I’m not sure many people feel comfortable going to see a doctor: for most of us, it is an out of the ordinary event and can involve talking about personal or embarrassing things to a stranger. Not really the greatest recipe for ease. Nevertheless, it’s a comfort zone barrier that has to be broken sometimes, and one I think I’ve made progress with in the last month. Over a number of appointments, I’ve learnt several things about comfort zones and progress: here are my top five.
Don’t avoid it
What’s easier than facing a fear? Anything really, but mainly avoidance. But does that make things better? Not really. In fact, it’s likely to make matters worse as you anticipate having to do the thing you fear and imagine all of the worst outcomes possible. Catastrophising is exhausting: by the end of one day mulling over the difficult thing you’ve so far avoided having to do, your mind has written the narrative for a whole Harry-Potter-length book series, full of explosions and ending in certain disaster or death. I’d been putting off going to the doctor for quite a while, letting my brain run with an abundant collection of ‘what ifs’, each idea scarier and more convoluted than the last. This wasn’t helping me at all; avoidance is not the answer.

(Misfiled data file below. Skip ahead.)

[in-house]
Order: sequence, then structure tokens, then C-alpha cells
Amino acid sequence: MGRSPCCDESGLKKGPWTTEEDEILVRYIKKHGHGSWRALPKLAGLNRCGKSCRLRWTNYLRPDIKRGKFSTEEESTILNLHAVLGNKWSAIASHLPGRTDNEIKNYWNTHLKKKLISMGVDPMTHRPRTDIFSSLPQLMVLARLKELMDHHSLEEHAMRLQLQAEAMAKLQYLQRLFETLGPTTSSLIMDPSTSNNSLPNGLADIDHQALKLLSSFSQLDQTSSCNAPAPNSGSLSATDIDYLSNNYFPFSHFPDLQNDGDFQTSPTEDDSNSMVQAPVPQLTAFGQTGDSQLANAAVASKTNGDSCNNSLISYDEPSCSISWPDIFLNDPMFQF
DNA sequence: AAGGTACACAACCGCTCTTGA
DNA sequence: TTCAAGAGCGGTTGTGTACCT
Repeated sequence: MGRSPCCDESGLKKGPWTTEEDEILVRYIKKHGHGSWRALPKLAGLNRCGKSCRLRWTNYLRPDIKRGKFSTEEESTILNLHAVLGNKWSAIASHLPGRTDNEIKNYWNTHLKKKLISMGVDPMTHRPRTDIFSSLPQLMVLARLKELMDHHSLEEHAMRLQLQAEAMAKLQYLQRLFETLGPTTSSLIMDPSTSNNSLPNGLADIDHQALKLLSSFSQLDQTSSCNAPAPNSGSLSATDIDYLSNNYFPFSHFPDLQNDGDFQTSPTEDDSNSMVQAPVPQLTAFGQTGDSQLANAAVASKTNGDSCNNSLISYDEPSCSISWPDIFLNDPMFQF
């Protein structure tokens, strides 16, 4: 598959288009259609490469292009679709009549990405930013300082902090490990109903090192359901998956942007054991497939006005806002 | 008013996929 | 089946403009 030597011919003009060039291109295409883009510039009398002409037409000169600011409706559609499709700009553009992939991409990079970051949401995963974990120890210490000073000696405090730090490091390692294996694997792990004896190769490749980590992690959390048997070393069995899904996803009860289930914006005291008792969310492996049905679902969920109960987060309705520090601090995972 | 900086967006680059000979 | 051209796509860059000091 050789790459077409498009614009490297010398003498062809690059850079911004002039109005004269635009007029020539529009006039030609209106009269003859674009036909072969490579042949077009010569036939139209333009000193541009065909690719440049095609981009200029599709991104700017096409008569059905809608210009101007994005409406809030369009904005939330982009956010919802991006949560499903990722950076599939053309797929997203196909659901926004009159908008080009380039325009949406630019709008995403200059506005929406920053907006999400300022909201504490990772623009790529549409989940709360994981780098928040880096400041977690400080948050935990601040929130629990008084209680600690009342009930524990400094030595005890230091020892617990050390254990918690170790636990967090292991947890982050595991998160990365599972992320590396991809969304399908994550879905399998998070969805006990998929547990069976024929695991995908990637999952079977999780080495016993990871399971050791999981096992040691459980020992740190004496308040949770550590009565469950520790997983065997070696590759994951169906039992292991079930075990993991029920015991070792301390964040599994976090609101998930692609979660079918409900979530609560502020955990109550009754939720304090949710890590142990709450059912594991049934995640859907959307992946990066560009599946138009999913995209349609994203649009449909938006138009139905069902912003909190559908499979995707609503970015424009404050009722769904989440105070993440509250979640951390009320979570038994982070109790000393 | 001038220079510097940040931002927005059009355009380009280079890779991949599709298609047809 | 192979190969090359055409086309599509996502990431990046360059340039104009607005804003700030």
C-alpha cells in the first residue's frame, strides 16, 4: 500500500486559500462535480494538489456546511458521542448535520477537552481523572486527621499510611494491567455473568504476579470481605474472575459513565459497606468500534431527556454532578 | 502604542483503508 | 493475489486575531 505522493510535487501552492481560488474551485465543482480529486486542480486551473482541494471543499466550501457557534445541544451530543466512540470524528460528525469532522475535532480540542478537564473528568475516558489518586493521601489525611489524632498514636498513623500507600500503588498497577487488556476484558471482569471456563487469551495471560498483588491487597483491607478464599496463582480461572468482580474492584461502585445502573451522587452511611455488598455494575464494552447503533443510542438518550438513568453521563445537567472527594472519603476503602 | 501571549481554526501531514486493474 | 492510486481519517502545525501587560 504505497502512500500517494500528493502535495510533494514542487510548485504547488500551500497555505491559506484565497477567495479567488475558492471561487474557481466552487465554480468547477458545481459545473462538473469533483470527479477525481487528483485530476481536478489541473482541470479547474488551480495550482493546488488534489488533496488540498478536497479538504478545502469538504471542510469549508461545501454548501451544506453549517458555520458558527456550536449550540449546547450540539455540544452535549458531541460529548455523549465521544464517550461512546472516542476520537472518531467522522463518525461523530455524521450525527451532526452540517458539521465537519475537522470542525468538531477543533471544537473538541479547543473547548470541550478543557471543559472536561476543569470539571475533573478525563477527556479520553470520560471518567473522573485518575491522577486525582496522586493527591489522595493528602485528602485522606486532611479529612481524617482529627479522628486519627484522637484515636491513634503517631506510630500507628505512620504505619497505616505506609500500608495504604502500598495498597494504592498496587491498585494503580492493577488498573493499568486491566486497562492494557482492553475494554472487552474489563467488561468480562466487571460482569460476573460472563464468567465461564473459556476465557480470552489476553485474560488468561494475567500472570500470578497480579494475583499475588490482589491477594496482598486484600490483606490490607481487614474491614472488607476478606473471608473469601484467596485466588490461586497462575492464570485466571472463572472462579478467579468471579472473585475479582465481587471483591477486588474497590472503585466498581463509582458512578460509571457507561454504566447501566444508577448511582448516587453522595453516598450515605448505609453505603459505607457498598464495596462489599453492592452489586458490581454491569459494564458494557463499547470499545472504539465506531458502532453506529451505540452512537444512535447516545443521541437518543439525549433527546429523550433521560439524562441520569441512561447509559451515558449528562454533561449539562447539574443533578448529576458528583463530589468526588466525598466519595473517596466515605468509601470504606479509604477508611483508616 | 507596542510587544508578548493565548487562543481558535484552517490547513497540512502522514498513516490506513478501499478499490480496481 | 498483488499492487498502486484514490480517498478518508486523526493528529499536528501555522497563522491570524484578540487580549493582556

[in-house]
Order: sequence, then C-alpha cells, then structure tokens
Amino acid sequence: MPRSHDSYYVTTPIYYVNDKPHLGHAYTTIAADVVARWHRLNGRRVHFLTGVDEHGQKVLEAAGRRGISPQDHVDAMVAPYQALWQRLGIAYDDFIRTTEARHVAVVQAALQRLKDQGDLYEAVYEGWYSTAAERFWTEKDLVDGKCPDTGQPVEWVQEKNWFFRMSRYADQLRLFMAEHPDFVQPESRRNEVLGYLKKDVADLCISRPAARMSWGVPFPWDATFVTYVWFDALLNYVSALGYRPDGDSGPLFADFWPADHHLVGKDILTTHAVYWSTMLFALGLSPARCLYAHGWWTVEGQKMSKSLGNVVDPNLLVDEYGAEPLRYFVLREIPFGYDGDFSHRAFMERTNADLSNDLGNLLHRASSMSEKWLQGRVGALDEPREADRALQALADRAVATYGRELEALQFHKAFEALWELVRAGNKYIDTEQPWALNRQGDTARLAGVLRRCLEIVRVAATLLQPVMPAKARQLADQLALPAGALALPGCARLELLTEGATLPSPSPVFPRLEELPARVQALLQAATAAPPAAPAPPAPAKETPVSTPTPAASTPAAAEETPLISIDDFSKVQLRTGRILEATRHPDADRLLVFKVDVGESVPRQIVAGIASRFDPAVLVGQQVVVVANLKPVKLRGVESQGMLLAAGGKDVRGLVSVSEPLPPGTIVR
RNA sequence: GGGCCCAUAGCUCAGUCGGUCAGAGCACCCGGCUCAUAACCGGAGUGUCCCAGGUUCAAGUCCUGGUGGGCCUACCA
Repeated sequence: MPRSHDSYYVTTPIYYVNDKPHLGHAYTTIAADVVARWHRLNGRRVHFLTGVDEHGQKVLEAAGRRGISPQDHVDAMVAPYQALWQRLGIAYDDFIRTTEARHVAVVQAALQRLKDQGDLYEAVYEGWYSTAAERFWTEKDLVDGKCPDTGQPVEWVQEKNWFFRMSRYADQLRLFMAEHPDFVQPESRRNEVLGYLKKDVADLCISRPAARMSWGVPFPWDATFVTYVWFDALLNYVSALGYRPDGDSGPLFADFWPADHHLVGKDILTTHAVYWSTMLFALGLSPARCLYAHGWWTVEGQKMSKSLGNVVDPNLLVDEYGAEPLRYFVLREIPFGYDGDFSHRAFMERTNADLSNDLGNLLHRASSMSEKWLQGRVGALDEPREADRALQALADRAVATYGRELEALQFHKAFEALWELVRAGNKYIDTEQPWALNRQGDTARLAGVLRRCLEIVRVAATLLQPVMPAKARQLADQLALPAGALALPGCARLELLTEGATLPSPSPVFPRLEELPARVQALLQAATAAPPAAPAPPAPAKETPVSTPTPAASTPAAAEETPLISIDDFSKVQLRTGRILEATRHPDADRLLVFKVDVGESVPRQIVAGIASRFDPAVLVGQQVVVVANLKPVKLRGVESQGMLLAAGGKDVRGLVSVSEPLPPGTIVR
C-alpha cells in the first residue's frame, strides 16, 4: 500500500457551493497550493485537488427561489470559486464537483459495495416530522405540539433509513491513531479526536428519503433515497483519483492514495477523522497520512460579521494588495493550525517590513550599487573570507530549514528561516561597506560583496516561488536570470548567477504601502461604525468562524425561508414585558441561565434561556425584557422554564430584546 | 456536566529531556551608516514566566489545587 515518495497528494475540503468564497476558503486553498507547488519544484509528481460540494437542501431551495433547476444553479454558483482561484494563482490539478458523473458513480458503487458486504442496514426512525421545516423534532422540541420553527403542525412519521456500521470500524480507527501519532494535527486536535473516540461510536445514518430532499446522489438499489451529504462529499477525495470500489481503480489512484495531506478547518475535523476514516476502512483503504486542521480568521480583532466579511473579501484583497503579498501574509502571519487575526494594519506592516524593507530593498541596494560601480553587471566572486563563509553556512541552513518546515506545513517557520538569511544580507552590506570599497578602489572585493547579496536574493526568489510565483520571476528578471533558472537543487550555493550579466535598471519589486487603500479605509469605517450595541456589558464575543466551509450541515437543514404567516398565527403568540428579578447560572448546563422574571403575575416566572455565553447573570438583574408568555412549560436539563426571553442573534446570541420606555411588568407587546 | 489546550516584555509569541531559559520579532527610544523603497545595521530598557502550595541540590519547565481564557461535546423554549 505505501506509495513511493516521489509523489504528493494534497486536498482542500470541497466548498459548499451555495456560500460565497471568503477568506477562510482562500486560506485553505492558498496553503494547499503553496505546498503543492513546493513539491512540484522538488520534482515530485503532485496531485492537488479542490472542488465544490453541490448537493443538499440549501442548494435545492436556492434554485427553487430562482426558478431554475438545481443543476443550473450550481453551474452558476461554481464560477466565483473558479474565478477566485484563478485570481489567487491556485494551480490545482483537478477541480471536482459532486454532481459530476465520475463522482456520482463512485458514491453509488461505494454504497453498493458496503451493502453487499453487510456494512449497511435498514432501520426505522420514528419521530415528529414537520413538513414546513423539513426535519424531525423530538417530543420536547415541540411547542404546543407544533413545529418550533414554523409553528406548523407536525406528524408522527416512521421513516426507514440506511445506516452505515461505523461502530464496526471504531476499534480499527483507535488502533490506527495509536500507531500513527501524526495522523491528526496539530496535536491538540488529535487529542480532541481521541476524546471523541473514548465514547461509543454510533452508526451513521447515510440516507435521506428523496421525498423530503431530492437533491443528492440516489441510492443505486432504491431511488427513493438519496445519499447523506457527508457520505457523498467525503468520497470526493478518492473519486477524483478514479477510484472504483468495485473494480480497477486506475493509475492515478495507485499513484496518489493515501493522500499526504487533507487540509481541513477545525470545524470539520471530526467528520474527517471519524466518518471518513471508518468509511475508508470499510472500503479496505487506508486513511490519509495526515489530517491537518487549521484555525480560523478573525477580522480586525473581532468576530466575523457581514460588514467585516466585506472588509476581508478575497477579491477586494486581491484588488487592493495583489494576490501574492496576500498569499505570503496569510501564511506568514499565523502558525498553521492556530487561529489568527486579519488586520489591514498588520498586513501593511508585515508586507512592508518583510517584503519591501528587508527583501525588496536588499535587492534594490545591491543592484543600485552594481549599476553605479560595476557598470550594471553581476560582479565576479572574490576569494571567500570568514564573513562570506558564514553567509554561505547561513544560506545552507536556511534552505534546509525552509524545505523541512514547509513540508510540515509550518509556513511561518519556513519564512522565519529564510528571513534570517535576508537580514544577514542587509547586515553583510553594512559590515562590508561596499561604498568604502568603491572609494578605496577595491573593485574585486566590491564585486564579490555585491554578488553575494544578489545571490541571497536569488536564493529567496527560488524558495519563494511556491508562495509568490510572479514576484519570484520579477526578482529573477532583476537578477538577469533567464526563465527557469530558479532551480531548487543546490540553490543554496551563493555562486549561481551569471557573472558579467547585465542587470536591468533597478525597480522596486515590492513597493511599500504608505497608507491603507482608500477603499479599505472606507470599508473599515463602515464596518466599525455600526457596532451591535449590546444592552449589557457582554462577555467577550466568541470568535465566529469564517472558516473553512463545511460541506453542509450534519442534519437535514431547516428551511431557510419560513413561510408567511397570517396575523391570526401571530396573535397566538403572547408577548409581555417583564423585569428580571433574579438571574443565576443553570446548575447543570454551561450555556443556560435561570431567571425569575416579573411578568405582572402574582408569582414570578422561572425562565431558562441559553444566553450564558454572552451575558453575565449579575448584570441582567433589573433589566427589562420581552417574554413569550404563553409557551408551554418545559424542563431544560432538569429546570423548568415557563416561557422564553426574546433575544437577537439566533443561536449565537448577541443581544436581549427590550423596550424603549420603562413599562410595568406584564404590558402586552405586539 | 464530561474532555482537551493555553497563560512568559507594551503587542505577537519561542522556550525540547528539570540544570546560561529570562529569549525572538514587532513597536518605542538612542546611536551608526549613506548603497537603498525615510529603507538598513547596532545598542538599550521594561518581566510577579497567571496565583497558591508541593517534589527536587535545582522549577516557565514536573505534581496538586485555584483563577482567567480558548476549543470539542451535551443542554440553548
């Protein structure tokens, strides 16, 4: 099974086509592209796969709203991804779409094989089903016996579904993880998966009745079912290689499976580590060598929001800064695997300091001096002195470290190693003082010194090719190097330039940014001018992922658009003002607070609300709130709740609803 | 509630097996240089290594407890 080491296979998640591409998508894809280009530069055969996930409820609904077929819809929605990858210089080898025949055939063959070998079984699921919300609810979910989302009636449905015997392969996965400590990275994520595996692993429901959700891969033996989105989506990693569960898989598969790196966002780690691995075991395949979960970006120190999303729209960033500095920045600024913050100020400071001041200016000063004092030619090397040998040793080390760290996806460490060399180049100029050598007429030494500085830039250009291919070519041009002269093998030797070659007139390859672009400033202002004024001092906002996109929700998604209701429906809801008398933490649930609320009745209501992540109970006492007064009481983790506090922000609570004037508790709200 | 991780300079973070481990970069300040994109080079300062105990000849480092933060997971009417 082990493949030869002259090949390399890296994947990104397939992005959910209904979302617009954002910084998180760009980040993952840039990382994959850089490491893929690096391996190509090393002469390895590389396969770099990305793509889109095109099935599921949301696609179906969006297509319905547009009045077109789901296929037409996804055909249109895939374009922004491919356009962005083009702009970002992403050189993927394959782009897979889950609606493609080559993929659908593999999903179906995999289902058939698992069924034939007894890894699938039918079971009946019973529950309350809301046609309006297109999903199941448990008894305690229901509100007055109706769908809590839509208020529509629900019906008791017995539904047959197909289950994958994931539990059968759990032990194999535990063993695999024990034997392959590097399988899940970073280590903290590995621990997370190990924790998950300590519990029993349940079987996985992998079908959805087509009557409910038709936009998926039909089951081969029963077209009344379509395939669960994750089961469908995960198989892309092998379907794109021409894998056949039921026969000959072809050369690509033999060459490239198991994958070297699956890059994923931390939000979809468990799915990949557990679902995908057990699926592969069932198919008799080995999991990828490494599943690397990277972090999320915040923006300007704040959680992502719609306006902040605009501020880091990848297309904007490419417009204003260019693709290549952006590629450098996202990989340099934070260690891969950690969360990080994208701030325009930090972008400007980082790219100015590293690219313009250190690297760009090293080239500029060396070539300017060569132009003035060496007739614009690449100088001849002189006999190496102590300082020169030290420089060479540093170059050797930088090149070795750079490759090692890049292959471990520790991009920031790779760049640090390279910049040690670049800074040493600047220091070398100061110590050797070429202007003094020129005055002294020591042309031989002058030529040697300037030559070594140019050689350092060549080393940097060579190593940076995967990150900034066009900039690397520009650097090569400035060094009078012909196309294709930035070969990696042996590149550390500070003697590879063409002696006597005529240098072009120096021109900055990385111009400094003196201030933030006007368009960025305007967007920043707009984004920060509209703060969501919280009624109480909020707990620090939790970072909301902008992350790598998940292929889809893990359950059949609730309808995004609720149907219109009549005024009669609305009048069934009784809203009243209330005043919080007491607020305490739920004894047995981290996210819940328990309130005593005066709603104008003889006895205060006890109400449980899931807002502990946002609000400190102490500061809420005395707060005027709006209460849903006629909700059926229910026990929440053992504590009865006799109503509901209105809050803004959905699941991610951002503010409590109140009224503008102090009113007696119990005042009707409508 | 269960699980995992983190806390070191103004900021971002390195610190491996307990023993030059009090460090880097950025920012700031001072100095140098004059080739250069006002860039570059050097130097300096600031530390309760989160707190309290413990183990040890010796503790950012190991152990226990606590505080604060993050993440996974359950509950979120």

Remind yourself you’re not alone
Whatever comfort zone barrier you’re trying to break or stretch, it is extremely likely that you’re not the first person to face this challenge. All humans have things they’re scared to do; the thing you’re afraid of, no matter how silly it seems, is probably something many people have avoided for a while themselves. Sitting in the waiting room and glancing around at the other people waiting, was enough to know that a lot of them were not as comfortable there as they’d like to feel. Only one guy looked like he was relaxing on his sofa at home, almost nodding off to sleep. Other people fidgeted, kept looking around and were sat bolt upright. You’re not the only one feeling discomfort in your situation, take comfort in that.